|Publication number||US7266986 B2|
|Application number||US 10/991,219|
|Publication date||Sep 11, 2007|
|Filing date||Nov 18, 2004|
|Priority date||Nov 19, 2003|
|Also published as||US20050103092|
|Publication number||10991219, 991219, US 7266986 B2, US 7266986B2, US-B2-7266986, US7266986 B2, US7266986B2|
|Inventors||Fred D. Shirley, Vincent P. Chiarito, Stanley C. Woodson, Patrick Walter, Stephen Weis|
|Original Assignee||The United States Of America As Represented By The Secretary Of The Army|
|Export Citation||BiBTeX, EndNote, RefMan|
|Patent Citations (20), Referenced by (6), Classifications (4), Legal Events (4)|
|External Links: USPTO, USPTO Assignment, Espacenet|
Under 35 U.S.C. §119 (e)(1), this application claims the benefit of prior co-pending U.S. Provisional Patent Application Ser. No. 60/523,088, Dynamic Pressure Calibration System, by Chiarito, filed Nov. 19, 2003, and is incorporated herein by reference.
Under paragraph 1(a) of Executive Order 10096, the conditions under which this invention was made entitle the Government of the United States, as represented by the Secretary of the Army, to the entire right, title and interest therein of any patent granted thereon by the United States. This patent and related ones are available for licensing. Contact Phillip Stewart at 601 634-4113.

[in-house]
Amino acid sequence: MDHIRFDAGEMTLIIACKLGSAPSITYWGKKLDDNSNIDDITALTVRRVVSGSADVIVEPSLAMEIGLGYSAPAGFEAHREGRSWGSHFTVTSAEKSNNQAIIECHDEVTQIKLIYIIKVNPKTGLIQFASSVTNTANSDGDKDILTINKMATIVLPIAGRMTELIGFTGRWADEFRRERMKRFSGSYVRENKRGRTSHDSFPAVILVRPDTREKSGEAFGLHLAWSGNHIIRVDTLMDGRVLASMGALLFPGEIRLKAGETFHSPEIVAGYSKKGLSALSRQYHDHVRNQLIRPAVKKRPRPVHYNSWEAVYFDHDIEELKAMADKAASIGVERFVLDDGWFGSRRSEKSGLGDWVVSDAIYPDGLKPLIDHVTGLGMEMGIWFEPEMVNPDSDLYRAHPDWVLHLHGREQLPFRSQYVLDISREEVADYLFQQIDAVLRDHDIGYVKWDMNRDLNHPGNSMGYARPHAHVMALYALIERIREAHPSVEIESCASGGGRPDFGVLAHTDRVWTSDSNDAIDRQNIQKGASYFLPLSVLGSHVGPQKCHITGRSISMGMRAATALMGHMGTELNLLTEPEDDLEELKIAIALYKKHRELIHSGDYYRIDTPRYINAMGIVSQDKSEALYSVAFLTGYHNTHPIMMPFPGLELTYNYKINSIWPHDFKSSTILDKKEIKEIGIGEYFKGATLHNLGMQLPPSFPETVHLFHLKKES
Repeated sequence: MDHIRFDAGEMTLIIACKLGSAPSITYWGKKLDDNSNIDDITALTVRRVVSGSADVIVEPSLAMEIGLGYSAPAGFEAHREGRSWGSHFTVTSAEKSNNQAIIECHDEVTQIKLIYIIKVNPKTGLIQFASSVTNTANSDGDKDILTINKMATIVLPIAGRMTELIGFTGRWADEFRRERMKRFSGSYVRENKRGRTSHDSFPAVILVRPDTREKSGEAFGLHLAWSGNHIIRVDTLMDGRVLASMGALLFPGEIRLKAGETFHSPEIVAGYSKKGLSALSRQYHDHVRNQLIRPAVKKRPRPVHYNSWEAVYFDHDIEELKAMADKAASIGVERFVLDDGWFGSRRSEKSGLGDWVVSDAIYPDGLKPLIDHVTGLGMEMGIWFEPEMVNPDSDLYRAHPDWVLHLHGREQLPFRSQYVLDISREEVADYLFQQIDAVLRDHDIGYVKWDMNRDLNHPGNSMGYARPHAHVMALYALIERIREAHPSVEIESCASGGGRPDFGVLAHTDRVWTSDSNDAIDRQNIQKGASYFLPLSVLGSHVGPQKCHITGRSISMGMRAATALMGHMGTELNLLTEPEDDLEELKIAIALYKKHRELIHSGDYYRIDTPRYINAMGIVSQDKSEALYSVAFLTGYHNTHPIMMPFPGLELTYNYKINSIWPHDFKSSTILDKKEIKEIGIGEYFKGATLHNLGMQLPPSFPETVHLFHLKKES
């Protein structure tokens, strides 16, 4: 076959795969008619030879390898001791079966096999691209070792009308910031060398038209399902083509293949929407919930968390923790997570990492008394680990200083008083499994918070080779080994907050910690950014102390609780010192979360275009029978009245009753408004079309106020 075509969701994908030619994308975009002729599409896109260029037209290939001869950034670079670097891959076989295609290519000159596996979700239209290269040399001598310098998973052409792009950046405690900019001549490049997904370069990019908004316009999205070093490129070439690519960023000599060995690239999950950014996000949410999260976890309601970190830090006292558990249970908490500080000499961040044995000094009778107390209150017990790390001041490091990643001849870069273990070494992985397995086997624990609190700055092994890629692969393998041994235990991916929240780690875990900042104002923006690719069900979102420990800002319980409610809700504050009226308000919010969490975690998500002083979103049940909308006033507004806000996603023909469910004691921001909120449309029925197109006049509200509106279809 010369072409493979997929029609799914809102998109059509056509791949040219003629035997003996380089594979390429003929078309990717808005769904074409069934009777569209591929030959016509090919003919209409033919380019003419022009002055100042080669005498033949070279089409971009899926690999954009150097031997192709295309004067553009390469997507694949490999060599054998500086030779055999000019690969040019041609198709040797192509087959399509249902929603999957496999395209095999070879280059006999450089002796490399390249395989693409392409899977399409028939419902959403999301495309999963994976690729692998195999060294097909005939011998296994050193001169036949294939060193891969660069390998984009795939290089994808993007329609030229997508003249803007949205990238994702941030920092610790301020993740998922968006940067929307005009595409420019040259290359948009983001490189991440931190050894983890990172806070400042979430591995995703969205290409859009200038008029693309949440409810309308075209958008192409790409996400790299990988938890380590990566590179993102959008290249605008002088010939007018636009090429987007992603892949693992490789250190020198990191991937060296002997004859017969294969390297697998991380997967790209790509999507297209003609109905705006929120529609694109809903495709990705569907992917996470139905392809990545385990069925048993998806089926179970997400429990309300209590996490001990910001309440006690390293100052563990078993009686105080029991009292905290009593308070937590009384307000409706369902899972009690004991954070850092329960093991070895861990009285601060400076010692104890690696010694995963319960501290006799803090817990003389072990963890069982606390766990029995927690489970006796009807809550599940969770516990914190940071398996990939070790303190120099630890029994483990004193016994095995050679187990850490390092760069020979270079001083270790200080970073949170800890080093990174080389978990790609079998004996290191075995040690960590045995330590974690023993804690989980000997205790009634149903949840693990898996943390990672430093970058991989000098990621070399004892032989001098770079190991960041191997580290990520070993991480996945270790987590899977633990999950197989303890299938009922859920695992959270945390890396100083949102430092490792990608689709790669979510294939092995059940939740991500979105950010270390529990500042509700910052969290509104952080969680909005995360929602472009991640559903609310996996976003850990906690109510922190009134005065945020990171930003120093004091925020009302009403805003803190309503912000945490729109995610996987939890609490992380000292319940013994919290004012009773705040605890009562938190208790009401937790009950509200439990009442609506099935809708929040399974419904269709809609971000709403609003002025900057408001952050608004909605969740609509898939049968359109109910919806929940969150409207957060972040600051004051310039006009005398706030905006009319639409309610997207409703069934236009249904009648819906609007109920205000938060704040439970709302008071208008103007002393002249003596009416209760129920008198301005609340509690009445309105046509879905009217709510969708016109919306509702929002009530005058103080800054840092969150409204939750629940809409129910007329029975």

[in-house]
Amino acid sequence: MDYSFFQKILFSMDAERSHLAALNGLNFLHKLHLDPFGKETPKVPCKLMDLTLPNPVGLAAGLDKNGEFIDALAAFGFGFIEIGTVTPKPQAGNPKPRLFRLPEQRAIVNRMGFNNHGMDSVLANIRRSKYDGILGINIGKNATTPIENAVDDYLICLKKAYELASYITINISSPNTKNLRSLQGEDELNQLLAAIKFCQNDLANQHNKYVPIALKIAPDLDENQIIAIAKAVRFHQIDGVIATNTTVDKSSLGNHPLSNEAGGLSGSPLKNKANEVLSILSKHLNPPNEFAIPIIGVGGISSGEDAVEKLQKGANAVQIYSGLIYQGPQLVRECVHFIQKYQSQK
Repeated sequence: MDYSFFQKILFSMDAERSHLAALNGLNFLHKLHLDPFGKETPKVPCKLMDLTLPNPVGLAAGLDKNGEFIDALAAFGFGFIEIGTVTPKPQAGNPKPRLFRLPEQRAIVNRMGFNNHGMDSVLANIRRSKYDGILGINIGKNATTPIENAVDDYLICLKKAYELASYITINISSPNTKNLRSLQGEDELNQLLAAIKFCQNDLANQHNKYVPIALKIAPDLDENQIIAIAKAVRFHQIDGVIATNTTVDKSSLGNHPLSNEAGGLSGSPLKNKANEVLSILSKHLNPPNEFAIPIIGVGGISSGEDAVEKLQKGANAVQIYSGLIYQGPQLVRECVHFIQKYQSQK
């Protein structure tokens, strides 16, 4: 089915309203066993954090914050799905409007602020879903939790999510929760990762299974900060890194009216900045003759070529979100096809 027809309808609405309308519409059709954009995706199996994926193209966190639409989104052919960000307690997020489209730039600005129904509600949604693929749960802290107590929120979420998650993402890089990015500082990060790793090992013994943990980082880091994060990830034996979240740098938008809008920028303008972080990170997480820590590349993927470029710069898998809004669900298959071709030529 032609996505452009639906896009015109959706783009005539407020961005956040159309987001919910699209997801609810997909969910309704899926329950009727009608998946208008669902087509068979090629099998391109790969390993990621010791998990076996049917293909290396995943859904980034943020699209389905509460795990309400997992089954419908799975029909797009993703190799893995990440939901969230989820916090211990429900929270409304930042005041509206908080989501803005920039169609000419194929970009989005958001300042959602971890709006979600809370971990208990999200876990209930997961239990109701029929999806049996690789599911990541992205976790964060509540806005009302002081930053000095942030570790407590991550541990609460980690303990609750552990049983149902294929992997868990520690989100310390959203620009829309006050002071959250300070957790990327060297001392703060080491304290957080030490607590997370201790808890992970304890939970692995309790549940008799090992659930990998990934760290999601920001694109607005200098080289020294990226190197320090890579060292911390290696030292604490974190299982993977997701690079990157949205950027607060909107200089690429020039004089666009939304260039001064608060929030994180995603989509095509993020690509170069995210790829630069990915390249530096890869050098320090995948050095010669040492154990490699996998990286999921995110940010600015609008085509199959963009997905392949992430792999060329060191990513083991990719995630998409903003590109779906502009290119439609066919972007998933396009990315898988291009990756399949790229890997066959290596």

Data from blast tests are collected and analyzed to establish the behavior of structures subjected to blasts (explosions). To collect this data, pressure transducers are mounted in models to be subjected to blasts. If these transducers are not calibrated properly, the test results are suspect. Since experiments such as these are costly and time-consuming, test personnel employ a dynamic pressure calibration system to ensure that transducers are operating within established parameters.